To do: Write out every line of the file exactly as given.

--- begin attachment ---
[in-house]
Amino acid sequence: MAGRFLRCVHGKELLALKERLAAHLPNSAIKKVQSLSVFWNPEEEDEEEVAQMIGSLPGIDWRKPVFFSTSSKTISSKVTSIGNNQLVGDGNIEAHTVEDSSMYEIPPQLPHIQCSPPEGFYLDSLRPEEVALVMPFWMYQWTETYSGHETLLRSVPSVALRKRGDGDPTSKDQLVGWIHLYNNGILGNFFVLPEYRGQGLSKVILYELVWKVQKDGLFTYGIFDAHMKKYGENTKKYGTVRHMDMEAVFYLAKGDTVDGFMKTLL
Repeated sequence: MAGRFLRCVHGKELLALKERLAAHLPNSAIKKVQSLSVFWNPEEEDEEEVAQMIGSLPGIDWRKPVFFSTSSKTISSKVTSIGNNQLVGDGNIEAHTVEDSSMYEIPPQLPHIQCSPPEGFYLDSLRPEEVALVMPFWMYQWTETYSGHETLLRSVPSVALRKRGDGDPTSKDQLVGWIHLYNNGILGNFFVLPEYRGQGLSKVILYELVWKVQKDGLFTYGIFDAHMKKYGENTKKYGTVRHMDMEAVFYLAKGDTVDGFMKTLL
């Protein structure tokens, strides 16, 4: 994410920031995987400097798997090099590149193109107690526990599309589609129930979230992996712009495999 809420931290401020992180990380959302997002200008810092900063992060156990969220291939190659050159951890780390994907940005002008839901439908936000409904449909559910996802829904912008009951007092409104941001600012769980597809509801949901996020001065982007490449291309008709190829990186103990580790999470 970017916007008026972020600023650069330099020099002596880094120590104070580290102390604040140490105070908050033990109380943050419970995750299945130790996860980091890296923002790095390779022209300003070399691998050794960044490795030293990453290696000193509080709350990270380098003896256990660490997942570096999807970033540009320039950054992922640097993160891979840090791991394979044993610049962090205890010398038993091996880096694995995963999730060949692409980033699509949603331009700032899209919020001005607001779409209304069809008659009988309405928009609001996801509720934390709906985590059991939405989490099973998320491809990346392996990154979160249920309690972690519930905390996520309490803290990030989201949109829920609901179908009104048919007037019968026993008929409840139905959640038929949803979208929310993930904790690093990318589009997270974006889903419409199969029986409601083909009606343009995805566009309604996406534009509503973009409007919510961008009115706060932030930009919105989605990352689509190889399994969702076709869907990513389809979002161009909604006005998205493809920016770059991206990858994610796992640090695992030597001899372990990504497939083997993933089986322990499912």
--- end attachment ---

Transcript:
[in-house]
Amino acid sequence: MAGRFLRCVHGKELLALKERLAAHLPNSAIKKVQSLSVFWNPEEEDEEEVAQMIGSLPGIDWRKPVFFSTSSKTISSKVTSIGNNQLVGDGNIEAHTVEDSSMYEIPPQLPHIQCSPPEGFYLDSLRPEEVALVMPFWMYQWTETYSGHETLLRSVPSVALRKRGDGDPTSKDQLVGWIHLYNNGILGNFFVLPEYRGQGLSKVILYELVWKVQKDGLFTYGIFDAHMKKYGENTKKYGTVRHMDMEAVFYLAKGDTVDGFMKTLL
Repeated sequence: MAGRFLRCVHGKELLALKERLAAHLPNSAIKKVQSLSVFWNPEEEDEEEVAQMIGSLPGIDWRKPVFFSTSSKTISSKVTSIGNNQLVGDGNIEAHTVEDSSMYEIPPQLPHIQCSPPEGFYLDSLRPEEVALVMPFWMYQWTETYSGHETLLRSVPSVALRKRGDGDPTSKDQLVGWIHLYNNGILGNFFVLPEYRGQGLSKVILYELVWKVQKDGLFTYGIFDAHMKKYGENTKKYGTVRHMDMEAVFYLAKGDTVDGFMKTLL
């Protein structure tokens, strides 16, 4: 994410920031995987400097798997090099590149193109107690526990599309589609129930979230992996712009495999 809420931290401020992180990380959302997002200008810092900063992060156990969220291939190659050159951890780390994907940005002008839901439908936000409904449909559910996802829904912008009951007092409104941001600012769980597809509801949901996020001065982007490449291309008709190829990186103990580790999470 970017916007008026972020600023650069330099020099002596880094120590104070580290102390604040140490105070908050033990109380943050419970995750299945130790996860980091890296923002790095390779022209300003070399691998050794960044490795030293990453290696000193509080709350990270380098003896256990660490997942570096999807970033540009320039950054992922640097993160891979840090791991394979044993610049962090205890010398038993091996880096694995995963999730060949692409980033699509949603331009700032899209919020001005607001779409209304069809008659009988309405928009609001996801509720934390709906985590059991939405989490099973998320491809990346392996990154979160249920309690972690519930905390996520309490803290990030989201949109829920609901179908009104048919007037019968026993008929409840139905959640038929949803979208929310993930904790690093990318589009997270974006889903419409199969029986409601083909009606343009995805566009309604996406534009509503973009409007919510961008009115706060932030930009919105989605990352689509190889399994969702076709869907990513389809979002161009909604006005998205493809920016770059991206990858994610796992640090695992030597001899372990990504497939083997993933089986322990499912």